There are winged horses that live in the mirrors of Briar Hill hospital. In the mirrors that line its grand hallways, which once belonged to a princess. In those that reflect the elegant rooms, now filled with sick children. It is her secret.
One morning, when Emmaline climbs over the wall of the hospital’s abandoned gardens, she discovers something incredible: a white horse with broken wings has left the mirror-world and entered her own.
Tucked into the garden’s once-gleaming sundial, Emmaline finds a letter from the Horse Lord. He is hiding the wounded white horse, named Foxfire, from a dark and sinister force—a Black Horse who hunts by colorless moonlight. If Emmaline is to keep the Black Horse from finding her new friend, she must collect colorful objects with which to blind him. But where can Emmaline find color when her world is filled with gray?
***I received this eARC as a gift in exchange for an honest review via NetGalley & Delacorte Books for Young Readers
Some reviews take a while to write, not because the book was a struggle, but because there’s too much to say too soon and it wouldn’t do the book justice to spit out a review for the sake of time constraints. This review has been a long time coming and hopefully worth the wait.
The Secret Horses of Briar Hill is a Middle Grade book. The last time I’d read one of those was probably when I was MG age…apart from Harry Potter, of course. But when I saw Megan Shepard, I had to have it-she’s one of my go-to authors.
Don’t be scared of the MG label, this book is stunning, truly and utterly beautiful, whimsical, and full of this dazzling hope in a world of tragedy.
The Secret Horses of Briar Hill will enchant and bewitch you. You know that giddy, magical feeling you get when you feel something wonderful is on the verge of happening? The entire book is made of that feeling. If you love The Chronicles of Narnia, Bridge to Terabithia, The Golden Compass, or even Spiderwick add this to your TBR stat.
The horses are like a secret-glorious and majestic, they flit through the mirrors playful and observant, taking sneaky sips of tea or peaking around corners. Curiosity and anticipation reign as Emmaline scrambles to uncover their true purpose and convince the rest of the too serious children that they are hiding in reflections, just out of sight. Who are they, why are they in the mirrors? Questions will plague you and keep you guessing as the mystery and an epic quest pops up.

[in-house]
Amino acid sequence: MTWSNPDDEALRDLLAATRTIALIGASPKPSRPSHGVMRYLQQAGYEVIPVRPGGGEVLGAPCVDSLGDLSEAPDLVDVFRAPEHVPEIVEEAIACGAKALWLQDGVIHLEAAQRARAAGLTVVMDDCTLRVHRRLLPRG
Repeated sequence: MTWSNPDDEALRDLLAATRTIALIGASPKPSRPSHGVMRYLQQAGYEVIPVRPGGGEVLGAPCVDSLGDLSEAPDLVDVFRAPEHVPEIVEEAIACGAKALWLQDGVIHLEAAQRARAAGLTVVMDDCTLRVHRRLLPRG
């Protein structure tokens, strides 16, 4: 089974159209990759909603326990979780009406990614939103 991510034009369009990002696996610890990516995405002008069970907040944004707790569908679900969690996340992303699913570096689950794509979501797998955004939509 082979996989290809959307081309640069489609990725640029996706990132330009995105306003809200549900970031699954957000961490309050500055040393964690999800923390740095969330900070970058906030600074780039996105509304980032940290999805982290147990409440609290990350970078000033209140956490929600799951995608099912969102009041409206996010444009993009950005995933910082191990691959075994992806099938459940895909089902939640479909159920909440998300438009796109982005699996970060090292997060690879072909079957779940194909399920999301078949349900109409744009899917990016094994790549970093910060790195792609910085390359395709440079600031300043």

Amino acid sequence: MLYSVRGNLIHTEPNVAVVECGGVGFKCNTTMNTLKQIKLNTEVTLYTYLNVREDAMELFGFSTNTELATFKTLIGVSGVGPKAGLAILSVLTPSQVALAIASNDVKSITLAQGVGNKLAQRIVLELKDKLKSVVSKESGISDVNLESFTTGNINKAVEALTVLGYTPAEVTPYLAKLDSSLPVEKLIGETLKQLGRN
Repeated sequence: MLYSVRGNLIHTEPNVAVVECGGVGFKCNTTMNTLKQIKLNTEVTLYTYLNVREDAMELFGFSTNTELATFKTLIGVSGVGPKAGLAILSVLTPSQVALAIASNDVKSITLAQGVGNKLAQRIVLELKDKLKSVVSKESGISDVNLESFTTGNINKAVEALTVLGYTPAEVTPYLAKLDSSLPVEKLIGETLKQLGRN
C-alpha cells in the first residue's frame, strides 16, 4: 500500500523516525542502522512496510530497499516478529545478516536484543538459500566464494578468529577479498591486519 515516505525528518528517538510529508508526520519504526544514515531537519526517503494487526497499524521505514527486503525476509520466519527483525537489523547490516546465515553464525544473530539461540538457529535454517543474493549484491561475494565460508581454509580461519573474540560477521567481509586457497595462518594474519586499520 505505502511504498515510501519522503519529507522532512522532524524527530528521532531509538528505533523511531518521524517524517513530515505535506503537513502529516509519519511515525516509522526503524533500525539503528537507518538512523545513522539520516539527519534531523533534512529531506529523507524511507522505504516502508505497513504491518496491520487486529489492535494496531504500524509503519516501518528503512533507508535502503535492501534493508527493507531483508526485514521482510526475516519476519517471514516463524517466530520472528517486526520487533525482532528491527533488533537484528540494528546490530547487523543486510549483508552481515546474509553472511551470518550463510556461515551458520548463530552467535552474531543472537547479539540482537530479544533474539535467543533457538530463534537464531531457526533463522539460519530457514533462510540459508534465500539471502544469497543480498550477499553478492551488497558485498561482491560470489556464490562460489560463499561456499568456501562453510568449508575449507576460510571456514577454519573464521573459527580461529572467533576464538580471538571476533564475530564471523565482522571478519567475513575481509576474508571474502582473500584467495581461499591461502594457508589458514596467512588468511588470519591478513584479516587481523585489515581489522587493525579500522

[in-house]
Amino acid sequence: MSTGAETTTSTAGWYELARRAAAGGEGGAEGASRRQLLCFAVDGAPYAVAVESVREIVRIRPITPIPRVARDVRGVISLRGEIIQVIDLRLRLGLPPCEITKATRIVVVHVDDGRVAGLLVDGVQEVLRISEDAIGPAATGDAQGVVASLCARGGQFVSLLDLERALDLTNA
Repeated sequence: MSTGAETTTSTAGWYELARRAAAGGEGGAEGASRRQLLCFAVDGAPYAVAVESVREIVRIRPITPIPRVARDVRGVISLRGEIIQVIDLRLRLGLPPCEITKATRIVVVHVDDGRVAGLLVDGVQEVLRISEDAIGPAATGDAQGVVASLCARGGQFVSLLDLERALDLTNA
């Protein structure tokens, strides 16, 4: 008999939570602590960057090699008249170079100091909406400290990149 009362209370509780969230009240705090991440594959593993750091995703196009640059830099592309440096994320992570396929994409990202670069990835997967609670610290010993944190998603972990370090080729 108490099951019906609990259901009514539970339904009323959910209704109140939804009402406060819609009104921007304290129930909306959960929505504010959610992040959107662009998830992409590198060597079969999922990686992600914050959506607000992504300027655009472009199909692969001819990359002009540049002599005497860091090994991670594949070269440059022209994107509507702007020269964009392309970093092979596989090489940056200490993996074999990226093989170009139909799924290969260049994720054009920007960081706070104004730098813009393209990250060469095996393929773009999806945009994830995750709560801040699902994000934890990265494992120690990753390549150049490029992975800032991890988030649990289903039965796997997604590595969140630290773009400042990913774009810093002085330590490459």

Megan Shepard is insanely skilled at blurring the lines between historical and fantasy. The world is seamless and fits so well together it’s crazy because it really shouldn’t. There’s a World War going on, bombs are on the horizon, and the children grow more sick everyday. These are real circumstances that actually happened and if you’re into history you’ll feel that hunger to learn and research. Read the notes at the end, it’s fascinating.
Emmaline is adorable. She’s suffered so much, lived through horrific events, and yet, that childish wonder is stronger than ever. She can be spiteful, she can be mean, but she has so much heart and this multidimensional personality makes her all the more real.
Friendship, loss, and hope when all seems lost and the world is fading as the darkness of death closes in-that’s what this story is truly about. Magic is found in the darkest of places and the bleakest of times. I don’t have children, but when I do, I definitely plan on reading this with them.
Some parts were a little predictable, but overall it was certainly an adventure.
The cover. OMG. Seriously, I’m taking down that name because it’s one of the best I’ve ever seen.
If you like any of the following, you’ll enjoy this: